Time Crisis: Razing Storm

My trepidation of the new motion control tidal waves hitting our shores is widely known, and frequently documented, so I want to make a statement about Time Crisis: Razing Storm right off the bat; I did play this game with a Move controller, and it did improve the experience dramatically. However, wipe that smug look off your face, Sony; the Playstation Move is far from perfect.

Time Crisis: Razing Storm is right at the forefront of the Playstation Move release, and is a prime example of why the Playstation Move is at least a useful piece of kit. Sure, Time Crisis 4 was released with a G-Con gun a few years back for the PS3, but Razing Storm decides that not only do they want to release a new game (Razing Storm) in the package but they want to bring Time Crisis 4 to the party along with its new best friend ‘Deadstorm Pirates’. All three are classic arcade shooters which the Time Crisis franchise has made its name for, and honestly this pack could only have been released with this much success after Move hit shelves.

The super quick breakdown: Time Crisis 4 is the same as the arcade version, and the same as the one  previously released on the PS3, but it’s a nice extra for anybody (like myself) who skipped over it after the horrid G-Con gun it was included with was the only control option. Deadstorm Pirates is exactly what you’d expect from the title; it’s Time Crisis but with a healthy supply of zombie pirates to kill (imagine if Pirates of the Caribbean had a love child with House of the Dead and left it at the ‘NAMCO’ orphanage). Razing Storm does things a little differently; don’t panic, it’s still the same rail-shooter style you’ve come to love in the franchise with plenty of new cheesy voice-acting enemies to gun down til your brain squeals with joy. There’s a new catch to Razing Storm, though; you can select a first person shooter control scheme. BOOM! The rails are gone and you are left to control with a combination of the Navigational Controller/Dual Shock to walk and the PSThriimote to direct which direction you walk.

The arcade mode works so well it can almost smell what rail-shooter perfection had for lunch that day, with the only very large, glaring elephant in the room exception – the Move controller itself. Put down the pitchforks! I have but one reason to justify that statement. In order to duck and/or reload, you need to push circle, square, X, triangle or the ‘Move’ button – why is this an issue? Because they’re on top of the controller! I (wisely, and I recommend you do the same) bought the gun attached for the Move because I knew this was the one instance that I would be happy to payout for a piece of plastic. This meant that I had to keep my other arm fully stretched and, quite literally, cup the ball of the Move to be ready for any reload and duck. Two of the three most important options on Time Crisis. It’s a glaring problem with the equipment at hand and a real pain when you’re expected to take quick, precise shots. After an hour I confess I began to adapt to it, but it was such a glaring design flaw that I could not let it stand.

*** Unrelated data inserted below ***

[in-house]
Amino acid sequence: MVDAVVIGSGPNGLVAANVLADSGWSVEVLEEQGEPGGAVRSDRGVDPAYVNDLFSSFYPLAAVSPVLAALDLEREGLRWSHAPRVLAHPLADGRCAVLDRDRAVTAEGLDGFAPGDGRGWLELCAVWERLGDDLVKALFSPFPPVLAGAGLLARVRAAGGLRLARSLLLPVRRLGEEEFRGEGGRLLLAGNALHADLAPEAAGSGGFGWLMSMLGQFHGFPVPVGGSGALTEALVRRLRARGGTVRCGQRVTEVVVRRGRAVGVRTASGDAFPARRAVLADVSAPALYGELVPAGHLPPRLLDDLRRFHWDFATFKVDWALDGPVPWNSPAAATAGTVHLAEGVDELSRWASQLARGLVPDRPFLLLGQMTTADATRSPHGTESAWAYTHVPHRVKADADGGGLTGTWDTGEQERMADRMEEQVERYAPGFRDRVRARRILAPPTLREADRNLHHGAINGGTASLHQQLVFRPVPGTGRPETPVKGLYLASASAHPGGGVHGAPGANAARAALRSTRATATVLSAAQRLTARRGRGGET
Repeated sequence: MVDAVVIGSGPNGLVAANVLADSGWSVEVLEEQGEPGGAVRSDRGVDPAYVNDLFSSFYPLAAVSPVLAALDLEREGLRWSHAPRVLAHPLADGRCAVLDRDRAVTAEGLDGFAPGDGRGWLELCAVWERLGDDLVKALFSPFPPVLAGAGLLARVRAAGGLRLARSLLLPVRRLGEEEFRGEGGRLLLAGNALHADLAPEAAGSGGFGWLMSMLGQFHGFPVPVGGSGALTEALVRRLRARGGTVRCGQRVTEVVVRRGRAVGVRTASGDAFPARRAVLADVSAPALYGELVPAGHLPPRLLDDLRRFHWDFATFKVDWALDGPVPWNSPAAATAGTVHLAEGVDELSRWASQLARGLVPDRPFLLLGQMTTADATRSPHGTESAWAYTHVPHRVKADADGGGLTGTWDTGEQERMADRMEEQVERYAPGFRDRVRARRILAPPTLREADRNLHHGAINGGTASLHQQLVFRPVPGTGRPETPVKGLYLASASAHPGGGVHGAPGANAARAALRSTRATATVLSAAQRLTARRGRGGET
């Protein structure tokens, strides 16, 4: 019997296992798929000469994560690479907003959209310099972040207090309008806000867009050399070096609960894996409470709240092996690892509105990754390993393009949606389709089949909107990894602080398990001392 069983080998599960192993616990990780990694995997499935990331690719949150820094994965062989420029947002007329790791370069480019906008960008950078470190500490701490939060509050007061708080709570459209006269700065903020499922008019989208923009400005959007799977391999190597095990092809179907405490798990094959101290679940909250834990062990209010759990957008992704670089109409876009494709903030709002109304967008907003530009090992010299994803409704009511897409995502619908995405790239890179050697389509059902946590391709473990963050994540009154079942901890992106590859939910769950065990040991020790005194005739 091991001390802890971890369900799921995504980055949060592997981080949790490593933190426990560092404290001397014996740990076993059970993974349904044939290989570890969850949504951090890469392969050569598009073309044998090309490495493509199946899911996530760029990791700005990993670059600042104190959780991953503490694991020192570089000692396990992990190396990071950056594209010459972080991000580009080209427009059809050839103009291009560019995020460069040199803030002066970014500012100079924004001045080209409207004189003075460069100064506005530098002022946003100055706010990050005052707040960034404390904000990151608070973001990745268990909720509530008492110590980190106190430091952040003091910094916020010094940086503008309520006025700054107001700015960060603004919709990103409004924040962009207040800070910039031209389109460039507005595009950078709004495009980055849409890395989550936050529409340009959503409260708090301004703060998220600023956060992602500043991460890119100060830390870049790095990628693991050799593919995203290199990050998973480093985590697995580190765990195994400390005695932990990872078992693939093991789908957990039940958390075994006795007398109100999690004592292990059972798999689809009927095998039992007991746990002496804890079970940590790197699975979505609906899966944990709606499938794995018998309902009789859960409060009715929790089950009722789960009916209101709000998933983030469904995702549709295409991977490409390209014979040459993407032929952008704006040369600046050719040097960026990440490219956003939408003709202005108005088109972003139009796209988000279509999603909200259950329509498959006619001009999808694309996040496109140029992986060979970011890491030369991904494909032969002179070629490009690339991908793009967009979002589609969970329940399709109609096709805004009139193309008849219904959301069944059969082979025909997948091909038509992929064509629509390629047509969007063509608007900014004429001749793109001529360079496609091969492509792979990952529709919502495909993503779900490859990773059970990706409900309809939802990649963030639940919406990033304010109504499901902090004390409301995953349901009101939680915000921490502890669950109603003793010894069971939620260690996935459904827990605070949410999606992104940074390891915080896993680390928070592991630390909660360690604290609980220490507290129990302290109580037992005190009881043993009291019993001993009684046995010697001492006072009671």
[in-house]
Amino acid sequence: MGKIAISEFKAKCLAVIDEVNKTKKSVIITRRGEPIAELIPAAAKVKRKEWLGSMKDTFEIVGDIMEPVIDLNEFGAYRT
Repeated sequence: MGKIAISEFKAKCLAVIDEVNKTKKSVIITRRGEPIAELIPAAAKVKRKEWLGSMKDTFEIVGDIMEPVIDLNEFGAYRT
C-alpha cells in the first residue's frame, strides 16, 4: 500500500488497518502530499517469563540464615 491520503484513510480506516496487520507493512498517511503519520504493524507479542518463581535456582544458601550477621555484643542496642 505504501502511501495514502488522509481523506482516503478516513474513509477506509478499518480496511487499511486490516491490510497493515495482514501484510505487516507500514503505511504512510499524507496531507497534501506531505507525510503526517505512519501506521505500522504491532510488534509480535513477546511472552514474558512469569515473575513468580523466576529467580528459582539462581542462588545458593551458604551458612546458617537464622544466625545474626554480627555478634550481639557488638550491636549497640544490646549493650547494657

Which brings me very neatly on to the first person shooter mode. This worked quite well for what is essentially the first FPS game with Move compatibility; where it failed was the controls (shocker). Lurching around the environments by pointing the PSThriimote is not the swift fast-paced action Time Crisis thrives on, and it suffers even more when it comes to ducking and covering. It gets around the awkward button placement by making the Navigation/Dual Shock buttons reload, but then smacks face first into a brick wall by making the control to duck, pointing the Move controller up. Yes, really, UP. Even worse, when you point the controller back at the screen you have to readjust your bearings because your cross-hair has to gently float back down from space. Which means that if you were say, oh, I don’t know, trapped in a fire-fight against heavily armed enemies with projectile weapons in a confined space – you may have difficulty aiming your shot with less than a second to react!

Luckily, they made it optional, and credit to the man in the meeting who suggested doing both because the FPS mode will definitely be enjoyed by some who are after that experience on the PS3. I, however, wanted Time Crisis. I wanted cheesy dialogue, big explosions, techno music pumping rail-shooter nirvana. This was delivered to me not once, not twice, but thrice with Time Crisis: Razing Storm. At current pricing it drops to less than a tenner for each game and you know that you’ve dropped more money than that if you’ve ever seen one of those cabinets in an arcade – don’t lie. If you felt burned by the old G-Con guns – buy this with Move right now. The button issue aside it’s accurate to the touch. I can’t even count how many nut-shots I was able to string together. Just keep making these please, Namco, no more Time Crisis FPS’, you do rail-shooters too damn well.







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